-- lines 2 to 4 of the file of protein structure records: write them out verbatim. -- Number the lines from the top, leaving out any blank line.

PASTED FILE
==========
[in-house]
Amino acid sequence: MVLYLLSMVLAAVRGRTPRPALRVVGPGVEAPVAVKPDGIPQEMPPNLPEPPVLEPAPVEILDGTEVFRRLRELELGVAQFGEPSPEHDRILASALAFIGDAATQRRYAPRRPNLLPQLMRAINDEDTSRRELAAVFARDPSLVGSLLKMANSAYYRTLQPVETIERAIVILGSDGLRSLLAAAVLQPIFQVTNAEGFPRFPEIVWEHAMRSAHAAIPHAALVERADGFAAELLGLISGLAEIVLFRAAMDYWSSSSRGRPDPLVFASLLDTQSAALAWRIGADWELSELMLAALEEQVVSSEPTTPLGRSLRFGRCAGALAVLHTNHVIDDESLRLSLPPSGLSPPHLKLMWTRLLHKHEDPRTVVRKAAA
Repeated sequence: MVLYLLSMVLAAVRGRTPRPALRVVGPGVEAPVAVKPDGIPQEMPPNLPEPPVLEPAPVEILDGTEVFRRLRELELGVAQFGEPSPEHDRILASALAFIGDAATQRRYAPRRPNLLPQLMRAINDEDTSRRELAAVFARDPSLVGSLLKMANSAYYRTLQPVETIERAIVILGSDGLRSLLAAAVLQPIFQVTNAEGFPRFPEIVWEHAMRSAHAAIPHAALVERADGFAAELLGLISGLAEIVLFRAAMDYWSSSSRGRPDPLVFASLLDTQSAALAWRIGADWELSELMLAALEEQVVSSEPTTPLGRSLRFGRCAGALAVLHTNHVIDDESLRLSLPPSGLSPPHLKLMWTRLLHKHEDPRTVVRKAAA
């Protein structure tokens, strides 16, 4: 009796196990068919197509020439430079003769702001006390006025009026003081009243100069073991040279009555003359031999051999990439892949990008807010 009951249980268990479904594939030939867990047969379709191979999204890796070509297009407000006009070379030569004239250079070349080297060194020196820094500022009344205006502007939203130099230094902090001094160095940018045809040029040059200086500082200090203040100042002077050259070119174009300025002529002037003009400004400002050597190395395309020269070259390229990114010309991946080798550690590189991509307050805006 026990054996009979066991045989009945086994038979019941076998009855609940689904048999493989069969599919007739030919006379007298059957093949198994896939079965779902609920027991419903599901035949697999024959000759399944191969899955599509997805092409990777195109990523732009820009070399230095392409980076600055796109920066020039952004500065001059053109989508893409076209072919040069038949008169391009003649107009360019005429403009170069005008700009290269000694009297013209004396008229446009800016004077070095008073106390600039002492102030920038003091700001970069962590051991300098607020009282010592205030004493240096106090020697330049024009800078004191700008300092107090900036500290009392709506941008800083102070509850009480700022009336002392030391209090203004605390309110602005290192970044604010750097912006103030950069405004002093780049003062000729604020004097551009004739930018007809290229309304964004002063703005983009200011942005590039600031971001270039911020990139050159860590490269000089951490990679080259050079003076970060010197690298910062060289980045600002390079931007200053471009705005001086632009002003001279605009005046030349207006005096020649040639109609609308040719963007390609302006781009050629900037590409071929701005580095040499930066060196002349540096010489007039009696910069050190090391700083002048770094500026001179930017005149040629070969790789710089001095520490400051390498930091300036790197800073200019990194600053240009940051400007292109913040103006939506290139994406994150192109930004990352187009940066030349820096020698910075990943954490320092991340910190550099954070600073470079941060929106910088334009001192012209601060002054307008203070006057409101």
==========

Amino acid sequence: MVLYLLSMVLAAVRGRTPRPALRVVGPGVEAPVAVKPDGIPQEMPPNLPEPPVLEPAPVEILDGTEVFRRLRELELGVAQFGEPSPEHDRILASALAFIGDAATQRRYAPRRPNLLPQLMRAINDEDTSRRELAAVFARDPSLVGSLLKMANSAYYRTLQPVETIERAIVILGSDGLRSLLAAAVLQPIFQVTNAEGFPRFPEIVWEHAMRSAHAAIPHAALVERADGFAAELLGLISGLAEIVLFRAAMDYWSSSSRGRPDPLVFASLLDTQSAALAWRIGADWELSELMLAALEEQVVSSEPTTPLGRSLRFGRCAGALAVLHTNHVIDDESLRLSLPPSGLSPPHLKLMWTRLLHKHEDPRTVVRKAAA
Repeated sequence: MVLYLLSMVLAAVRGRTPRPALRVVGPGVEAPVAVKPDGIPQEMPPNLPEPPVLEPAPVEILDGTEVFRRLRELELGVAQFGEPSPEHDRILASALAFIGDAATQRRYAPRRPNLLPQLMRAINDEDTSRRELAAVFARDPSLVGSLLKMANSAYYRTLQPVETIERAIVILGSDGLRSLLAAAVLQPIFQVTNAEGFPRFPEIVWEHAMRSAHAAIPHAALVERADGFAAELLGLISGLAEIVLFRAAMDYWSSSSRGRPDPLVFASLLDTQSAALAWRIGADWELSELMLAALEEQVVSSEPTTPLGRSLRFGRCAGALAVLHTNHVIDDESLRLSLPPSGLSPPHLKLMWTRLLHKHEDPRTVVRKAAA
């Protein structure tokens, strides 16, 4: 009796196990068919197509020439430079003769702001006390006025009026003081009243100069073991040279009555003359031999051999990439892949990008807010 009951249980268990479904594939030939867990047969379709191979999204890796070509297009407000006009070379030569004239250079070349080297060194020196820094500022009344205006502007939203130099230094902090001094160095940018045809040029040059200086500082200090203040100042002077050259070119174009300025002529002037003009400004400002050597190395395309020269070259390229990114010309991946080798550690590189991509307050805006 026990054996009979066991045989009945086994038979019941076998009855609940689904048999493989069969599919007739030919006379007298059957093949198994896939079965779902609920027991419903599901035949697999024959000759399944191969899955599509997805092409990777195109990523732009820009070399230095392409980076600055796109920066020039952004500065001059053109989508893409076209072919040069038949008169391009003649107009360019005429403009170069005008700009290269000694009297013209004396008229446009800016004077070095008073106390600039002492102030920038003091700001970069962590051991300098607020009282010592205030004493240096106090020697330049024009800078004191700008300092107090900036500290009392709506941008800083102070509850009480700022009336002392030391209090203004605390309110602005290192970044604010750097912006103030950069405004002093780049003062000729604020004097551009004739930018007809290229309304964004002063703005983009200011942005590039600031971001270039911020990139050159860590490269000089951490990679080259050079003076970060010197690298910062060289980045600002390079931007200053471009705005001086632009002003001279605009005046030349207006005096020649040639109609609308040719963007390609302006781009050629900037590409071929701005580095040499930066060196002349540096010489007039009696910069050190090391700083002048770094500026001179930017005149040629070969790789710089001095520490400051390498930091300036790197800073200019990194600053240009940051400007292109913040103006939506290139994406994150192109930004990352187009940066030349820096020698910075990943954490320092991340910190550099954070600073470079941060929106910088334009001192012209601060002054307008203070006057409101």